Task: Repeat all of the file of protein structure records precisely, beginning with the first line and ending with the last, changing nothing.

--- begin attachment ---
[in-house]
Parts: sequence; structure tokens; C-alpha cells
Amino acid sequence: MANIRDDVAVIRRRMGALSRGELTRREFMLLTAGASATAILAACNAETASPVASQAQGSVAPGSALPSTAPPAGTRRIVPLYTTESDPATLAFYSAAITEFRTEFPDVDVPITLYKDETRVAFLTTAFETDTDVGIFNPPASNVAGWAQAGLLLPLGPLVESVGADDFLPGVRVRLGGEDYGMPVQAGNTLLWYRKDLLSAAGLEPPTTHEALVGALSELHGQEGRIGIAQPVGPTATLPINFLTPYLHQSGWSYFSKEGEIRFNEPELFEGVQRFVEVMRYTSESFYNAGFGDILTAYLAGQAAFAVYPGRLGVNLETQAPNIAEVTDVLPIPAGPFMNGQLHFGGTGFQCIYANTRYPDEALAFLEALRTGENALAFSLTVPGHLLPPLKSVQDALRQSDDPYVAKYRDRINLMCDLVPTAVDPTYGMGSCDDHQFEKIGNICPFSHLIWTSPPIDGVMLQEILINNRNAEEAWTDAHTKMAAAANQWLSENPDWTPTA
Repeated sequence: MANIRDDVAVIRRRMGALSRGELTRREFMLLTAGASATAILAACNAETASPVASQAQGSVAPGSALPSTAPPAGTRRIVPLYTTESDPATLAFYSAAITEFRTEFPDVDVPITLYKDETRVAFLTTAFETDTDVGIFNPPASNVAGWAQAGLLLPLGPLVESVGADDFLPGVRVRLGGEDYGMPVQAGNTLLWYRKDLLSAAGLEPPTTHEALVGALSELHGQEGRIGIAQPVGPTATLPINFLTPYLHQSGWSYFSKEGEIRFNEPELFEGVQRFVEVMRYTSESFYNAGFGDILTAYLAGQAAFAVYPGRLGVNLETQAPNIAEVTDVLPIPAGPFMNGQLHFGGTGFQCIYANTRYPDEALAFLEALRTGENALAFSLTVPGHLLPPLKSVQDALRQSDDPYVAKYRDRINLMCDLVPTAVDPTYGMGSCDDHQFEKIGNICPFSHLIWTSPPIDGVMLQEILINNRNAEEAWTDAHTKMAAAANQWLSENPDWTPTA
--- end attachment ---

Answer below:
[in-house]
Parts: sequence; structure tokens; C-alpha cells
Amino acid sequence: MANIRDDVAVIRRRMGALSRGELTRREFMLLTAGASATAILAACNAETASPVASQAQGSVAPGSALPSTAPPAGTRRIVPLYTTESDPATLAFYSAAITEFRTEFPDVDVPITLYKDETRVAFLTTAFETDTDVGIFNPPASNVAGWAQAGLLLPLGPLVESVGADDFLPGVRVRLGGEDYGMPVQAGNTLLWYRKDLLSAAGLEPPTTHEALVGALSELHGQEGRIGIAQPVGPTATLPINFLTPYLHQSGWSYFSKEGEIRFNEPELFEGVQRFVEVMRYTSESFYNAGFGDILTAYLAGQAAFAVYPGRLGVNLETQAPNIAEVTDVLPIPAGPFMNGQLHFGGTGFQCIYANTRYPDEALAFLEALRTGENALAFSLTVPGHLLPPLKSVQDALRQSDDPYVAKYRDRINLMCDLVPTAVDPTYGMGSCDDHQFEKIGNICPFSHLIWTSPPIDGVMLQEILINNRNAEEAWTDAHTKMAAAANQWLSENPDWTPTA
Repeated sequence: MANIRDDVAVIRRRMGALSRGELTRREFMLLTAGASATAILAACNAETASPVASQAQGSVAPGSALPSTAPPAGTRRIVPLYTTESDPATLAFYSAAITEFRTEFPDVDVPITLYKDETRVAFLTTAFETDTDVGIFNPPASNVAGWAQAGLLLPLGPLVESVGADDFLPGVRVRLGGEDYGMPVQAGNTLLWYRKDLLSAAGLEPPTTHEALVGALSELHGQEGRIGIAQPVGPTATLPINFLTPYLHQSGWSYFSKEGEIRFNEPELFEGVQRFVEVMRYTSESFYNAGFGDILTAYLAGQAAFAVYPGRLGVNLETQAPNIAEVTDVLPIPAGPFMNGQLHFGGTGFQCIYANTRYPDEALAFLEALRTGENALAFSLTVPGHLLPPLKSVQDALRQSDDPYVAKYRDRINLMCDLVPTAVDPTYGMGSCDDHQFEKIGNICPFSHLIWTSPPIDGVMLQEILINNRNAEEAWTDAHTKMAAAANQWLSENPDWTPTA